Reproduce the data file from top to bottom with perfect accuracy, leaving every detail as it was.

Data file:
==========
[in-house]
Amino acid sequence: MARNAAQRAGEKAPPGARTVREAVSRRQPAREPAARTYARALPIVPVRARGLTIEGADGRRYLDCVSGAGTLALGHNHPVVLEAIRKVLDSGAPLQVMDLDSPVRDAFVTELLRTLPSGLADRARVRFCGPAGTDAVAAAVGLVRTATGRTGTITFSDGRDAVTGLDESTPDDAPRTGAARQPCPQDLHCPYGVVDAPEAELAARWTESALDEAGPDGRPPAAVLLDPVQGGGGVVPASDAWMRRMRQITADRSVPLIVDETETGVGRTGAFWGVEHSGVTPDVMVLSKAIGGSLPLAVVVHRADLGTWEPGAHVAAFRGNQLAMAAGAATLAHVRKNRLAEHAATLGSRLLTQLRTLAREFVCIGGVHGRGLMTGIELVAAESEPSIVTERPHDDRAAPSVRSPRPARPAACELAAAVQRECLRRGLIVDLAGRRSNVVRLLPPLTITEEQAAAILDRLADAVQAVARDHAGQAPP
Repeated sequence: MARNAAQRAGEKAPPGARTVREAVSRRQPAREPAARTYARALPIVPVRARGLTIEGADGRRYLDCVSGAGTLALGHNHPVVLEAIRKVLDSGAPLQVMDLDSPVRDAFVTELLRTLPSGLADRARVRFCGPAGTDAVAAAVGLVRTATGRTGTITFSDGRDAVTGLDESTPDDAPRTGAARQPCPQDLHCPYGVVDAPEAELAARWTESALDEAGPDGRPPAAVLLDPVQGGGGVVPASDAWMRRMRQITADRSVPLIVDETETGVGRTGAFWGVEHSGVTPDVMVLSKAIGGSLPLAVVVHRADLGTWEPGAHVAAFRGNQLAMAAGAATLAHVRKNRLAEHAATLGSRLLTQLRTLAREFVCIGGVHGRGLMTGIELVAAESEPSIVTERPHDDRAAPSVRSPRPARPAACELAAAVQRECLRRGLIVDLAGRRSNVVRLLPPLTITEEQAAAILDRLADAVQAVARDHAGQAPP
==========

[in-house]
Amino acid sequence: MARNAAQRAGEKAPPGARTVREAVSRRQPAREPAARTYARALPIVPVRARGLTIEGADGRRYLDCVSGAGTLALGHNHPVVLEAIRKVLDSGAPLQVMDLDSPVRDAFVTELLRTLPSGLADRARVRFCGPAGTDAVAAAVGLVRTATGRTGTITFSDGRDAVTGLDESTPDDAPRTGAARQPCPQDLHCPYGVVDAPEAELAARWTESALDEAGPDGRPPAAVLLDPVQGGGGVVPASDAWMRRMRQITADRSVPLIVDETETGVGRTGAFWGVEHSGVTPDVMVLSKAIGGSLPLAVVVHRADLGTWEPGAHVAAFRGNQLAMAAGAATLAHVRKNRLAEHAATLGSRLLTQLRTLAREFVCIGGVHGRGLMTGIELVAAESEPSIVTERPHDDRAAPSVRSPRPARPAACELAAAVQRECLRRGLIVDLAGRRSNVVRLLPPLTITEEQAAAILDRLADAVQAVARDHAGQAPP
Repeated sequence: MARNAAQRAGEKAPPGARTVREAVSRRQPAREPAARTYARALPIVPVRARGLTIEGADGRRYLDCVSGAGTLALGHNHPVVLEAIRKVLDSGAPLQVMDLDSPVRDAFVTELLRTLPSGLADRARVRFCGPAGTDAVAAAVGLVRTATGRTGTITFSDGRDAVTGLDESTPDDAPRTGAARQPCPQDLHCPYGVVDAPEAELAARWTESALDEAGPDGRPPAAVLLDPVQGGGGVVPASDAWMRRMRQITADRSVPLIVDETETGVGRTGAFWGVEHSGVTPDVMVLSKAIGGSLPLAVVVHRADLGTWEPGAHVAAFRGNQLAMAAGAATLAHVRKNRLAEHAATLGSRLLTQLRTLAREFVCIGGVHGRGLMTGIELVAAESEPSIVTERPHDDRAAPSVRSPRPARPAACELAAAVQRECLRRGLIVDLAGRRSNVVRLLPPLTITEEQAAAILDRLADAVQAVARDHAGQAPP